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Postby fionamalkin » Tue Sep 04, 2012 10:27 am

I spend a lot of time living in my memories writing about particular fondly remembered events gives me much pleasure and allows me to escape a little. My husband and I have made many lovely bike trips round the Scottish borders .......................

I am forced to look for the sun once more in my memories! Some years ago, maybe five or six, at this time of year, ( I remember because of the football ) it was really really hot, this is like a fairy story already!
Anyway it was a beautiful summers day and it was before we became so involved with Shemaron, we went on a road trip around the Scottish borders. I sat snugly cushioned in leather upholstery and too tightly swaddled in leather bike gear, upon our Harley Electraglide. We set off along the dual carriageways and over the roundabouts mandatory to beginning any journey, towards the border on the Jedbrugh road, at the border we took the fork to Hawick. I am much higher when I sit on the bike than I am in my car and as we sped along, over the walls and around the bends many surprised impressions of the countryside glanced and blinked by, secret niches hidden from normal view. The temperature dropped over the moors towards Hawick but the day was young and warm and full of engagement, we skimmed the hedgerows and burst instantly in and out of the miles one after the other. We moseyed through Hawick and soon lost the central white road markings as we turned onto ever smaller roads that curved and flexed around hills and farms, snaked along rivers and streams and climbed and fell as we travelled deeper and deeper into the border lands. Great sweeps of scrubby terrain and gentle upland hills, their unobserved roadsides frayed with woolly fright as we swept by. No one was around, we had not seen another vehicle in ages, we felt as though we were the first to discover these empty spaces, up to Tushi Law after a few moments by the Brinkle burn and down to the Ettrick Forest. One of the particular aspects about bike travel I especially enjoy during spring and summer time is the roadside redolence, all the floral perfumes infuse and ferment and we pass through fragrant pockets, I savour the essence of the earth.

We stop by Ettrick Water to lie in the sun, I clamber after my husband in his search for the perfect spot, awkward in leathers and boots, over the river and through the sharp marsh grass on the river plain, over the rampant nettles and brambled bank on the other side and through the troughs and ditches of the pine forest. Gratefully at last I sink down into the vegetation, my leathers now a welcome barrier against all that lives upon it and within it.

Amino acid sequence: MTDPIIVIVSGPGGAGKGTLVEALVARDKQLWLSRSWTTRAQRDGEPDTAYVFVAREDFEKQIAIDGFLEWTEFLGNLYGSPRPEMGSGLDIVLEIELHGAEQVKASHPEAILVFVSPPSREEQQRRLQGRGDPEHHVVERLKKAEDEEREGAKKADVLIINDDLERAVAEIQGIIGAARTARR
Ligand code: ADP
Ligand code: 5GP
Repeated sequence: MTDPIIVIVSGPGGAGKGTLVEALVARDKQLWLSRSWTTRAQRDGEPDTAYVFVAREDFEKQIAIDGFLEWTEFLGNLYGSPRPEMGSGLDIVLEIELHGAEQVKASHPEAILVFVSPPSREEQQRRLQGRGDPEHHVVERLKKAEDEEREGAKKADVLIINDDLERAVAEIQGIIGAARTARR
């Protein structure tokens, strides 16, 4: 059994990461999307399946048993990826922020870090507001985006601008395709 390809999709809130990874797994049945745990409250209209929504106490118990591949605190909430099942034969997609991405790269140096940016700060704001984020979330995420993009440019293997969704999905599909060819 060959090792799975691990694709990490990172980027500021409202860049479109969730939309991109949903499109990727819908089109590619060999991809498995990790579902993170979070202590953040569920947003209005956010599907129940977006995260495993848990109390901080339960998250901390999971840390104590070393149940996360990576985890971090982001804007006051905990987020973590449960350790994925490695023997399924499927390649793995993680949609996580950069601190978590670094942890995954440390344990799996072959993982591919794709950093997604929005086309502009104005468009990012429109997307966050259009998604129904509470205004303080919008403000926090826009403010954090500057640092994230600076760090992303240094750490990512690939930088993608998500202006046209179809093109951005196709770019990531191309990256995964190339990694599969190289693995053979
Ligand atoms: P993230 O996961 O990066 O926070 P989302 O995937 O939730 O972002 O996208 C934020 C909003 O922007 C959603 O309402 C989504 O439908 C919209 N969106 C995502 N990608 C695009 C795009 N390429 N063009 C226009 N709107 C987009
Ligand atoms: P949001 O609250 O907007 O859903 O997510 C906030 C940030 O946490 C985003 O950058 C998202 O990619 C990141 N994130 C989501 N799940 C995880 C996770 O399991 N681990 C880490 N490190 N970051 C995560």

"Heads in the grass among hoppers and spiders, skies in our faces endless, filtered through boughs, caught in heartbeat and riversong, Ettrick to Esk."

We press on riding along the rivers' song down the valley toward Eskdalemuir and Samye Ling always a good stop for incense and soaps.We pass the archaic Girdle Stanes on the Rvier Esk with their lovely echoes of other times and make a loop towards Hemitage Castle, wending our way through the empty countryside in the sultry afternoon, we stop once more to stretch the stiffness from our limbs, this time in the cool pine forest.

"Heads on needle beds, among roots and earth, in the coolth of the forest, cocooned in silence and damp, caught in heartbeat and pine scent, Esk to Hermitage."

The final leg of our journey takes us round Kielder and Deadwater Fell, by this point I am tired and sore but there is only a hour to go, it is always the last hour of a journey that seems hardest however long it takes in it's entirety, it is also always annoyingly completely unavoidable.

What a journey, we loved it so much it became a tradition to make it at least once every year, this year we are still waiting for a good day.

"Heads on hard rock, among insects droning, and the river running, caught in heartbeat and sun, Hermitage to Kielder."
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